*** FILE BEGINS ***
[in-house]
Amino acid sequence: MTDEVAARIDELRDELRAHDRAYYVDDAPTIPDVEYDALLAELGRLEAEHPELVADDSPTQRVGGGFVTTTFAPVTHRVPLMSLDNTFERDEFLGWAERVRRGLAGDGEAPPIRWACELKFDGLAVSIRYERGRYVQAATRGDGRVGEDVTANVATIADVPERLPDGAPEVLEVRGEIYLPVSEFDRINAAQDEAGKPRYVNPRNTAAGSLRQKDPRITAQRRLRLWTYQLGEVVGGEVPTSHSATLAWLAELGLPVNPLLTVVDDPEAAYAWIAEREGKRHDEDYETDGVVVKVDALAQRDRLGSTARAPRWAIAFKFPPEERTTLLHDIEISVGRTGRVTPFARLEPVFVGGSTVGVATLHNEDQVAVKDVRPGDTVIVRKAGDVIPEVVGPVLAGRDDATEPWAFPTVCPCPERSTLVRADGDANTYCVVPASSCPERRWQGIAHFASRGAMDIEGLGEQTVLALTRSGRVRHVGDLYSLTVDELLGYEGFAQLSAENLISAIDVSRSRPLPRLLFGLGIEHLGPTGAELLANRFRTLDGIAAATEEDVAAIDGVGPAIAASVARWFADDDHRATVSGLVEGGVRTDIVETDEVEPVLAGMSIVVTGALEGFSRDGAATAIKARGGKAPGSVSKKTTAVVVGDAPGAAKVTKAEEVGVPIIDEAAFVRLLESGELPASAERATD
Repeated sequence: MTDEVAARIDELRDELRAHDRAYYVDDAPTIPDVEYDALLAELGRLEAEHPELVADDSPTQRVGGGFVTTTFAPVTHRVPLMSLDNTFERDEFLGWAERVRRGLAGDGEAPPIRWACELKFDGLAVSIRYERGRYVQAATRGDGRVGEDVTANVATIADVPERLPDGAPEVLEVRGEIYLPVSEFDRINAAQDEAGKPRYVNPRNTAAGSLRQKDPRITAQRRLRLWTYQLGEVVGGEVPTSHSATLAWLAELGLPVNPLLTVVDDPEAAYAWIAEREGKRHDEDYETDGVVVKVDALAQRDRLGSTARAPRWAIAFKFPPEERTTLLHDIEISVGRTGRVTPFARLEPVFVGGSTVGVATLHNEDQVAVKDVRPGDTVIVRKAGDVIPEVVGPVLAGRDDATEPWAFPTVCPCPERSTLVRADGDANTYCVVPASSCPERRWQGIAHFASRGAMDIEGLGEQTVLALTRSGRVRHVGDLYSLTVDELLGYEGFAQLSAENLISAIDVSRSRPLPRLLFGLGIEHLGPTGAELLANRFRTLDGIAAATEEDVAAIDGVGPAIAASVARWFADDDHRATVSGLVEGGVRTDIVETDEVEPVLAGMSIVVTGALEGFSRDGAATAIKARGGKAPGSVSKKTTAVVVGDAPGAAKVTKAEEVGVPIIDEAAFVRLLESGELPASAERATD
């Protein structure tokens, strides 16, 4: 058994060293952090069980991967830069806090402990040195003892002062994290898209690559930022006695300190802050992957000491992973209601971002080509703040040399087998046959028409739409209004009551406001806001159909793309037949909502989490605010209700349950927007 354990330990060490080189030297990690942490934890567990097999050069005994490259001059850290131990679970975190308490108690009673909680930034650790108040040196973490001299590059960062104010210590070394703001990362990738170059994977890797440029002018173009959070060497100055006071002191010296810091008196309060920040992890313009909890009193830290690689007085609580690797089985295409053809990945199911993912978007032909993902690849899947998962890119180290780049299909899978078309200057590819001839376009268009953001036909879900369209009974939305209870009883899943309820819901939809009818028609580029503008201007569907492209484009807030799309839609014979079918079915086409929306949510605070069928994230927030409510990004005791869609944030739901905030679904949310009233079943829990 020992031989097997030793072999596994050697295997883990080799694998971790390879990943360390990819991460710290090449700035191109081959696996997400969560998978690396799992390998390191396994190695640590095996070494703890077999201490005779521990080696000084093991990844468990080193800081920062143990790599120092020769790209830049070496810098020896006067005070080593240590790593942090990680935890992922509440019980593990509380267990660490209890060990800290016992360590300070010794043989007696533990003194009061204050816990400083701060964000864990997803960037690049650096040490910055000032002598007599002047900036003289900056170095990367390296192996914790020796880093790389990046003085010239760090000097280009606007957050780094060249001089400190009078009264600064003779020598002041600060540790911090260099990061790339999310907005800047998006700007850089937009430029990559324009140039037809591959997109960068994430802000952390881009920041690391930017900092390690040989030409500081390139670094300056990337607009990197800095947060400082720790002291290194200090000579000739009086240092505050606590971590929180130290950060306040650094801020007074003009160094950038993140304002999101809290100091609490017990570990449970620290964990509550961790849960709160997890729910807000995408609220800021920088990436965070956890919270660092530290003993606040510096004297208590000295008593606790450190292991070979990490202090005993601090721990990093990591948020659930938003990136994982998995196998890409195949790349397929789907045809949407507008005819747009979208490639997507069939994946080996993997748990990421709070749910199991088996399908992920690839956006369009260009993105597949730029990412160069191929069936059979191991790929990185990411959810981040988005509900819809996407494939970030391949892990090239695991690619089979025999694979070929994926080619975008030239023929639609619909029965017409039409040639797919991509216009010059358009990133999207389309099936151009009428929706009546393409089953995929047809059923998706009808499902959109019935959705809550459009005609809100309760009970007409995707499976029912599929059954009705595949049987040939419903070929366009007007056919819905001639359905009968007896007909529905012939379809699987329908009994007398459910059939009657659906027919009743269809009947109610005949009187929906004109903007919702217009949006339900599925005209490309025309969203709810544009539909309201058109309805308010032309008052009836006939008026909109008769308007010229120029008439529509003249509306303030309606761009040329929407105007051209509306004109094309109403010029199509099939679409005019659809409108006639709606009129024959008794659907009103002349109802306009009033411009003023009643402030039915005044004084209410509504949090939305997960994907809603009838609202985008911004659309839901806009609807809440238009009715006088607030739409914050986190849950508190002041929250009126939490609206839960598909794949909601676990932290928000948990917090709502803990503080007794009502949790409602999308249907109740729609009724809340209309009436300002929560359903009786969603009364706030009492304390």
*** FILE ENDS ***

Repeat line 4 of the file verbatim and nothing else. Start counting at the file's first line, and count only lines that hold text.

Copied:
């Protein structure tokens, strides 16, 4: 058994060293952090069980991967830069806090402990040195003892002062994290898209690559930022006695300190802050992957000491992973209601971002080509703040040399087998046959028409739409209004009551406001806001159909793309037949909502989490605010209700349950927007 354990330990060490080189030297990690942490934890567990097999050069005994490259001059850290131990679970975190308490108690009673909680930034650790108040040196973490001299590059960062104010210590070394703001990362990738170059994977890797440029002018173009959070060497100055006071002191010296810091008196309060920040992890313009909890009193830290690689007085609580690797089985295409053809990945199911993912978007032909993902690849899947998962890119180290780049299909899978078309200057590819001839376009268009953001036909879900369209009974939305209870009883899943309820819901939809009818028609580029503008201007569907492209484009807030799309839609014979079918079915086409929306949510605070069928994230927030409510990004005791869609944030739901905030679904949310009233079943829990 020992031989097997030793072999596994050697295997883990080799694998971790390879990943360390990819991460710290090449700035191109081959696996997400969560998978690396799992390998390191396994190695640590095996070494703890077999201490005779521990080696000084093991990844468990080193800081920062143990790599120092020769790209830049070496810098020896006067005070080593240590790593942090990680935890992922509440019980593990509380267990660490209890060990800290016992360590300070010794043989007696533990003194009061204050816990400083701060964000864990997803960037690049650096040490910055000032002598007599002047900036003289900056170095990367390296192996914790020796880093790389990046003085010239760090000097280009606007957050780094060249001089400190009078009264600064003779020598002041600060540790911090260099990061790339999310907005800047998006700007850089937009430029990559324009140039037809591959997109960068994430802000952390881009920041690391930017900092390690040989030409500081390139670094300056990337607009990197800095947060400082720790002291290194200090000579000739009086240092505050606590971590929180130290950060306040650094801020007074003009160094950038993140304002999101809290100091609490017990570990449970620290964990509550961790849960709160997890729910807000995408609220800021920088990436965070956890919270660092530290003993606040510096004297208590000295008593606790450190292991070979990490202090005993601090721990990093990591948020659930938003990136994982998995196998890409195949790349397929789907045809949407507008005819747009979208490639997507069939994946080996993997748990990421709070749910199991088996399908992920690839956006369009260009993105597949730029990412160069191929069936059979191991790929990185990411959810981040988005509900819809996407494939970030391949892990090239695991690619089979025999694979070929994926080619975008030239023929639609619909029965017409039409040639797919991509216009010059358009990133999207389309099936151009009428929706009546393409089953995929047809059923998706009808499902959109019935959705809550459009005609809100309760009970007409995707499976029912599929059954009705595949049987040939419903070929366009007007056919819905001639359905009968007896007909529905012939379809699987329908009994007398459910059939009657659906027919009743269809009947109610005949009187929906004109903007919702217009949006339900599925005209490309025309969203709810544009539909309201058109309805308010032309008052009836006939008026909109008769308007010229120029008439529509003249509306303030309606761009040329929407105007051209509306004109094309109403010029199509099939679409005019659809409108006639709606009129024959008794659907009103002349109802306009009033411009003023009643402030039915005044004084209410509504949090939305997960994907809603009838609202985008911004659309839901806009609807809440238009009715006088607030739409914050986190849950508190002041929250009126939490609206839960598909794949909601676990932290928000948990917090709502803990503080007794009502949790409602999308249907109740729609009724809340209309009436300002929560359903009786969603009364706030009492304390």